Everyone dreams of hitting a home run in their debut at the plate. In my estimation, Robert Berens accomplished this one-in-a-million scenario. “Heaven Can’t Wait” was intriguing, emotional, and was a treasure trove for meta and fanfic writers alike. Moreover, it left us with a sense of foreboding which Supernatural fans are more accustomed to feeling. Quite a contrast to last week’s episode, certainly .
As adorable as it was to watch Castiel adapting to being human, this episode’s primary focus was on facing one’s pain. While the Rit Zien, Ephraim, was seeking to cleanse the world of suffering, he was killing those who didn’t, in fact, need a merciful death. Even the suicidal man in the opening segment stopped himself, choosing in that moment to continue living despite his anguish, creating a neat parallel for Castiel. Even though he has failed repeatedly, even though he has been pushed away from the one family he really has, Castiel told Ephraim, “I want to live.” It was immensely satisfying to see how Castiel has moved on from last season, when he feared he would kill himself if he saw what had become of Heaven. In spite of his pain, he wants to live—now the question is how: as an unassuming human, or as an ordinary man who accomplishes heroic feats like Ralph Hinkley from The Greatest American Hero, whose theme song he sang?
Crowley finds himself in the same situation. He’s trapped, deposed from his throne, and now knows that Abaddon, agent of chaos that she is, is undoing all that he’s built. And yet, rather than find solace in his demonic nature by tormenting his captors, we see that he wants to continue the aftereffects of the Trials by injecting himself with human blood. Though he has no idea how to begin to find redemption, he’s seeking to head down the more painful path toward humanity.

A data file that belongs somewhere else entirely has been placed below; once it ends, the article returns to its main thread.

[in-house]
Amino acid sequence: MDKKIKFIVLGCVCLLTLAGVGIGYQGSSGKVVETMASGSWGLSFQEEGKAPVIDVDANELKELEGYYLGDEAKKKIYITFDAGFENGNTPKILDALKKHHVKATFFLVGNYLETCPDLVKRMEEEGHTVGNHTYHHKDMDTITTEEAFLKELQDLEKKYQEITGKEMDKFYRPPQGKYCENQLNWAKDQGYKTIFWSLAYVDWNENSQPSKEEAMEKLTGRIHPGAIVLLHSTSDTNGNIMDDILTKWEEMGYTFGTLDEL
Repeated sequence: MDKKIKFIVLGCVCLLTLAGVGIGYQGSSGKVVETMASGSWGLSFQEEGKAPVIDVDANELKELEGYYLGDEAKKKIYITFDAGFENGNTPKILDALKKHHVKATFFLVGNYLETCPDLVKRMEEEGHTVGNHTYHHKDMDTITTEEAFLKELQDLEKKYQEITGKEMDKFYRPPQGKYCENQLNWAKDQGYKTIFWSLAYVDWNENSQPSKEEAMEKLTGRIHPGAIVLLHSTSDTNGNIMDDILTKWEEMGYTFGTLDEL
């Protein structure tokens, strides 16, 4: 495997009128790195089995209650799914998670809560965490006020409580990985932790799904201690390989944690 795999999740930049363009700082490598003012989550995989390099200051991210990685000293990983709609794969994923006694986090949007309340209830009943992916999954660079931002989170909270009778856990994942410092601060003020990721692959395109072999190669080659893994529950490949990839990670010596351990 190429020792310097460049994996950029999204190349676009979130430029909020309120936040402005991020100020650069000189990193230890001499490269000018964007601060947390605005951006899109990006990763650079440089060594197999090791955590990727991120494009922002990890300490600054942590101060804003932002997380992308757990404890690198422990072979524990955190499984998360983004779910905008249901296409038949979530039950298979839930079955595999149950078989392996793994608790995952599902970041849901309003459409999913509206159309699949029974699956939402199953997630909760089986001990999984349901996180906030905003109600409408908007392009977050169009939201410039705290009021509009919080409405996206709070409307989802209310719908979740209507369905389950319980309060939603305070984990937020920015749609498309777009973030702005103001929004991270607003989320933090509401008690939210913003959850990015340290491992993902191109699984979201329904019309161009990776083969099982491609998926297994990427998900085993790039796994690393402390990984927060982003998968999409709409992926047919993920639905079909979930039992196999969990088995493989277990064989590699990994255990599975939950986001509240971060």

Dean continues to deny himself peace by both physically and metaphorically pushing his family away. He lies to Sam and Kevin about the nature of the case, both to get out of research and to keep Sam/Ezekiel away from Castiel. Then, after learning the permanency of Metatron’s spell, he doesn’t tell Castiel about this development and encourages him to adopt a “normal” life. Dean wants his family together and happy, and yet, much like Ephraim, in doing what he believes is correct and merciful, he’s causing as much suffering as he’s alleviating. The more he tries to delay confronting the various unpleasantries in his life, the more the issues compound.
And Sam? Well, he still has the issue of not regarding the Bunker as home, but I expect his personal agony will become more prominent when he learns about Ezekiel possessing him, and as Ezekiel himself becomes stronger. The latter was foreshadowed last week when Dean talked about Chef Leo being possessed by something he couldn’t control; this time, it was illustrated in the way Sam was filmed in the last scene, in shadow and from behind. Was it Sam talking, or Ezekiel simply imitating his voice? Ezekiel now knows that Metatron’s spell is irreversible too, remember. Who’s to say how this may effect the once possibly benevolent angel?
While there were a couple of moments that bothered me (such as: how did Crowley manage to steal the syringe and the blood), I rack these up to being more intended instances of suspension of disbelief rather than substantial flaws in the script. Robert Berens has a great talent for dialogue, and he weaves in themes nicely. After the goofiness of “Dog Dean Afternoon”, “Heaven Can’t Wait” suitably smacked the Supernatural audience back into the usual mindset of angst. Nicely done, Mr. Berens. I think you will fit into the team perfectly.
Read our before commenting.
Do not copy our content in whole to other websites. Linkbacks are encouraged.
Copyright © The Geekiary